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Hung Vu
Hung Vu

Posted on • Updated on • Originally published at hungvu.tech

How to use promise chaining in JavaScript?

If you work in JavaScript web development, I guess you're already familiar with a Promise and have faced callback hell multiple times before. Promise chaining in JavaScript is one way to solve the callback hell issue, and we will discuss it in this article. However, let's recap a little bit for those who are not familiar with the concepts.


What is a JavaScript Promise?

In JavaScript (ES6 and above), a Promise is an object representing the state and result of asynchronous operations such as an API call, or IO read/write. The states include pending, fulfilled, and rejected.

  • Pending: An operation is in progress, and no result has been returned.
  • Fulfilled: An operation was a success, and the result was returned.
  • Rejected: An operation was a failure, and the error was returned.

A Promise has two methods: then and catch. The then method accepts a callback of an action to be initiated after a promise is fulfilled, meanwhile, the catch runs whenever a promise is rejected.

// Asynchronous API call operation
getWeatherTodayPromise
   .then((weatherForecast) => { // Fulfilled
      // Synchronous operation
      display(weatherForecast)
   })
   .catch((error) = > { // Rejected
      console.error(error)
   })
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What is callback hell?

In short, it is when your callbacks have been nested multiple levels to the point it becomes unmanageable. This can happen in any programming language and is more common in asynchronous operations. A deeply nested promise and callback in JavaScript is just one flavor of callback hell, and examples in the article are based on this callback hell variance.

// A typical callback hell which involves multiple JavaScript promises
firstPromise
   .then(secondPromise
      .then(thirdPromise
         .then(...).catch(...)
      ).catch(...)
   ).catch(...)
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Readability is one thing, but callback hell can cause other scoping issues. A typical one is error hiding (swallowing) when an error raised by an inner promise was not caught.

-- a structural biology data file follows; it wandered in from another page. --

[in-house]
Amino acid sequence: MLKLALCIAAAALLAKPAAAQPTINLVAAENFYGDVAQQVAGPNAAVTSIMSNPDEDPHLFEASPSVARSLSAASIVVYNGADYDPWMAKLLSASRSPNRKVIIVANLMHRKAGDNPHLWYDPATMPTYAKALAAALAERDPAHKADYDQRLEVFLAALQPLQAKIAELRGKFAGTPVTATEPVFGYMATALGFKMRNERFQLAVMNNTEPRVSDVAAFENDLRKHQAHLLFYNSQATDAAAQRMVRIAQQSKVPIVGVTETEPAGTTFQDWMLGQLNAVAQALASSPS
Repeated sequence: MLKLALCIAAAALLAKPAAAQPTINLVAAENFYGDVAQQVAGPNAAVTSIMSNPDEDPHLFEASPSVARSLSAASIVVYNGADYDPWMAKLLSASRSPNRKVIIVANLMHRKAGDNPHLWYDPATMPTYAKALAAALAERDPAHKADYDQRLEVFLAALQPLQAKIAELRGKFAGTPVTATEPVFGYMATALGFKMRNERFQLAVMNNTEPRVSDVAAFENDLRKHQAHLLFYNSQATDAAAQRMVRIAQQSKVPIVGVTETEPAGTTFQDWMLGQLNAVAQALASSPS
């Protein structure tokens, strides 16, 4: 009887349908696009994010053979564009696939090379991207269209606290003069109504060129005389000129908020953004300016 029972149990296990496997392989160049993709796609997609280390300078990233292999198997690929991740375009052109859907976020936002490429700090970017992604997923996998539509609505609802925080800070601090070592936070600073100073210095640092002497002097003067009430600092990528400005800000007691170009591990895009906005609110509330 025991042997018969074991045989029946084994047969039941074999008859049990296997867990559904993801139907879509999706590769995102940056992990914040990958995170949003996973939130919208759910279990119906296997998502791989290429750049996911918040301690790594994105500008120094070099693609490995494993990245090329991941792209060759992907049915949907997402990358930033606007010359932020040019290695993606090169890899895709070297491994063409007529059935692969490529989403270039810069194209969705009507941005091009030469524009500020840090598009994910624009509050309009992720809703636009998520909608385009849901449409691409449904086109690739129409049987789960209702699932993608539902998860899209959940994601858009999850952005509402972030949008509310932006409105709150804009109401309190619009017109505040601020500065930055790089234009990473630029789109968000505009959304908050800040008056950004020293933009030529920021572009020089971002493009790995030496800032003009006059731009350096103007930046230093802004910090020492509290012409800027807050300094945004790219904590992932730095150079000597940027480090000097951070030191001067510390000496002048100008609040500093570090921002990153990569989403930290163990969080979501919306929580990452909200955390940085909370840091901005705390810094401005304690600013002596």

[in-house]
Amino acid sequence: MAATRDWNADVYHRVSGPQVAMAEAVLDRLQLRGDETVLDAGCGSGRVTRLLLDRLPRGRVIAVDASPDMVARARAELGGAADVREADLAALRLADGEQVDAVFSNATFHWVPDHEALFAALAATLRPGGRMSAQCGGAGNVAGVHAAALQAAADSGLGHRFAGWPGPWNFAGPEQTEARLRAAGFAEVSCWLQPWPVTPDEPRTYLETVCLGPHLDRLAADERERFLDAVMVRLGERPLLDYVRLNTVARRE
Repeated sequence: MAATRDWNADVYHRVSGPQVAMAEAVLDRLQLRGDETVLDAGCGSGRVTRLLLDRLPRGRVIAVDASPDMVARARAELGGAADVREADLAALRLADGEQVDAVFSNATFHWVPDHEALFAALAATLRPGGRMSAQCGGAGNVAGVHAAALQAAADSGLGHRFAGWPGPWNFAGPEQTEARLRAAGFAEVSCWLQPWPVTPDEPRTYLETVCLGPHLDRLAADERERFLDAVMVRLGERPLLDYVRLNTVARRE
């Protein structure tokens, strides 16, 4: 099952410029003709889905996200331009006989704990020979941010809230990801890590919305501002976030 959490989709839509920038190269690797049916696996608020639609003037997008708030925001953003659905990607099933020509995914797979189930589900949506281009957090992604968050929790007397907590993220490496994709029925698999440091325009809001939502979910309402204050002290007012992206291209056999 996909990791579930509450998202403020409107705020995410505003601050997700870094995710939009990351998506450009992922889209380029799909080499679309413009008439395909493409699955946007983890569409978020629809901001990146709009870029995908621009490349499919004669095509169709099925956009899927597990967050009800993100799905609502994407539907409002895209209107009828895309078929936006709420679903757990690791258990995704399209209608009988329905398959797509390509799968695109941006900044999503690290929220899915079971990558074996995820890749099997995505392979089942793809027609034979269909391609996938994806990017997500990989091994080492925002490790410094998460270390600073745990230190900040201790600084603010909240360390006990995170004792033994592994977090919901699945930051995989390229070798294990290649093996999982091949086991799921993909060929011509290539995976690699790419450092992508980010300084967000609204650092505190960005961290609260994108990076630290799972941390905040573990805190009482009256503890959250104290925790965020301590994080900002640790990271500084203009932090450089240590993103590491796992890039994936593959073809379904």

// Asynchronous API call operation
getWeatherTodayPromise
   .then((weatherForecast) => {
      // Asynchronous IO operation
      writeWeatherForecastToLogFilePromise(weatherForecast) // FAILED

          ...

         // Unlike try-catch, there is no outer "catch-all" solution
         // You must have a "catch" at every nested promise
         // Or else, the promise is not terminated, and the error information is lost
         .catch((error) => {
            // IO error is caught here
            console.error("Inner promise", error)
         })
   })
   .catch((error) = > {
       // IO error is NOT caught here
       console.error("Outer promise", error)
   })
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What is promise chaining in JavaScript?

You just learned a callback hell indicates unmanageable nested levels of callbacks. With that said, one way to solve the issue is to make the callbacks NOT nested anymore. Make it shallow!

Promise chaining in JavaScript is when multiple then and catch methods are called successively to completely removes the nested levels, while still maintaining the intended outputs. You can say it is one way to refactor your codebase.

// Promise chaining
firstPromise
   .then(() => secondPromise)
   .then(() => thirdPromise)
   .then(...)
   .catch(...)
   .catch(...)
   .catch(...)
   .then(...)

// A typical callback hell which involves multiple JavaScript promises
firstPromise
   .then(secondPromise